Homestead Hopes

Resisting the Flattening

I read a long, and somewhat depressing article in Tablet not long ago. I encourage you to go read it, too. It’s worth it, I promise.

Back now? Good. Resist the flattening. With all your heart and strength. One way to resist it is to preserve and celebrate those things that make us NOT like everybody else. Maybe your hometown was settled by Dutch immigrants and celebrates that history. Maybe it was a stop on an old coach road, with coaching inns that still stand. If you live in, or are from, rural America then one of those things that makes you and your place part of the texture of life is the culture unique to you and your place. Which brings us to my motivation for launching into an effort to hang on to it that I talked about in my last post.

Homestead Hopes

Toward an Independent Farmstead

As we move closer to actually breaking ground – probably in the spring, now that subzero temperatures have settled quite thoroughly into the area – I got an E-mail from my builder asking if the architect had provided a site plan. Well, not so much. But I did send him a little plan I had draw up myself.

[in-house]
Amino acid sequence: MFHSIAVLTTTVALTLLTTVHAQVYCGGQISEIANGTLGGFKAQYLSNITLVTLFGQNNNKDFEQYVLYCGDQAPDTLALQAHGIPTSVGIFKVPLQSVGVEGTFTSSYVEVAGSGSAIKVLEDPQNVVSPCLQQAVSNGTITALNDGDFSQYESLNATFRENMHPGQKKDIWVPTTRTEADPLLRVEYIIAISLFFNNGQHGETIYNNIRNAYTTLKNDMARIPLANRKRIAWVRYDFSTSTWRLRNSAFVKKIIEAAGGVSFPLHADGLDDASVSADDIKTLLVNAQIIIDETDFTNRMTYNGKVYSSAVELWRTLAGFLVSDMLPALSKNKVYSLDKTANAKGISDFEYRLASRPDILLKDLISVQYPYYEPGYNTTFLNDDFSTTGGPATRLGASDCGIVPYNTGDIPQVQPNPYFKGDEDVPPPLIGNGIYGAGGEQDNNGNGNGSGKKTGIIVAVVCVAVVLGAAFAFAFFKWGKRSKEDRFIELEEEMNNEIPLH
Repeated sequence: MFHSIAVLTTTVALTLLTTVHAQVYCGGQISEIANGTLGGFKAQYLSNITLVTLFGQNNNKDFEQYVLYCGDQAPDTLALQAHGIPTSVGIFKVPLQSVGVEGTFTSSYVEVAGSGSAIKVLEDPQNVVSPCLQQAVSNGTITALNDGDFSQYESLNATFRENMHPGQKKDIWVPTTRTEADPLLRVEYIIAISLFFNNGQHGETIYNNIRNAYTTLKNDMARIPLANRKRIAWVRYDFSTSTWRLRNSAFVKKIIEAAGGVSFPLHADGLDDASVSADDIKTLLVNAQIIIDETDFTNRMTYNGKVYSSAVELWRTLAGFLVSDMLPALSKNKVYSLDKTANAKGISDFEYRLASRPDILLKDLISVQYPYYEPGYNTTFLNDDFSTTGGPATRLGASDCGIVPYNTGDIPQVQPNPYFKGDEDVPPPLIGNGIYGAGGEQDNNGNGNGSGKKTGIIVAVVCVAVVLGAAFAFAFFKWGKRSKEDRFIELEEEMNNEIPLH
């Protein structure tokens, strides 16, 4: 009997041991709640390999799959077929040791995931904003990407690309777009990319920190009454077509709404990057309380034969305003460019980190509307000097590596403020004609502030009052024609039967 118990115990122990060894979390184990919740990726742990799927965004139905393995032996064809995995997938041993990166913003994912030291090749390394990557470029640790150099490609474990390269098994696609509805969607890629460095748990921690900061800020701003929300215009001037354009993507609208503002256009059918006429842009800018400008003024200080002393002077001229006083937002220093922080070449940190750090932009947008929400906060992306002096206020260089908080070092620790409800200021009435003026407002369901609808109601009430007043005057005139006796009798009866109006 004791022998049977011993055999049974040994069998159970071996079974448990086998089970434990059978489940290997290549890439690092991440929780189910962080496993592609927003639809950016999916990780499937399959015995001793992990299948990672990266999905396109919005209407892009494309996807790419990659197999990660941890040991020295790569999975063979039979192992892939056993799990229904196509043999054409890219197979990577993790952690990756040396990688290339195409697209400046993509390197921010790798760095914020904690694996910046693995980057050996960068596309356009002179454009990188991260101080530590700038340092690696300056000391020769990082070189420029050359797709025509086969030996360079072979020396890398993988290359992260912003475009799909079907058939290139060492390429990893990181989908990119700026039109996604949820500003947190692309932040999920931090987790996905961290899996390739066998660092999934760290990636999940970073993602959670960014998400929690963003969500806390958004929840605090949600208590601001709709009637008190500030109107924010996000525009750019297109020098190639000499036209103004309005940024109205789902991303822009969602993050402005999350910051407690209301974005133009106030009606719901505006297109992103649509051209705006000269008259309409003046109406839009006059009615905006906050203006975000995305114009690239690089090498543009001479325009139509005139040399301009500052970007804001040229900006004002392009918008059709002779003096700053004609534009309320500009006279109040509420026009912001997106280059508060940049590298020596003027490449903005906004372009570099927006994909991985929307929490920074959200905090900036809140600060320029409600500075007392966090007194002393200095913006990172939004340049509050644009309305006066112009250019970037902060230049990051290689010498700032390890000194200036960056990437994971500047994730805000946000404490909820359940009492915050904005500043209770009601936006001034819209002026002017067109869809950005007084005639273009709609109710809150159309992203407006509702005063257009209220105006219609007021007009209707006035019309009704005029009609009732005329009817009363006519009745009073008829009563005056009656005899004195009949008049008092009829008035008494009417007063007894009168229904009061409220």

I’m sure there is a piece of software or handy app somewhere that would have made this a much easier task. But, lacking those, I did a screen capture of the satellite image of our place from the GIS system, and carefully marked the scale. Then I moved it into Photoshop and used an approximation of pixels against that scale to draw little outlines of the buildings we’d like to eventually have on the property. Here it is:

Homestead Hopes

A Bit of Earth

Almost two years ago, now, my husband and I came to a point where we decided that we’d like a bit more space to live our lives.  I’m not sure if it was the neighbor ratting us out for our illicit chickens, the waking up repeatedly to flashing lights in the windows as local police visited the house around the corner.  Again.  Or the feeling of constriction of not being able to use our little yard the way we’d like.  My two daughters are on the Autism spectrum, and not aware enough of danger to be allowed to play outside without really close supervision – very nearly hands on.  We had a few notices stuck to the door by the city regarding various “infractions” of ordinances.  Even when all we really have are two small raised beds for herbs and veggies.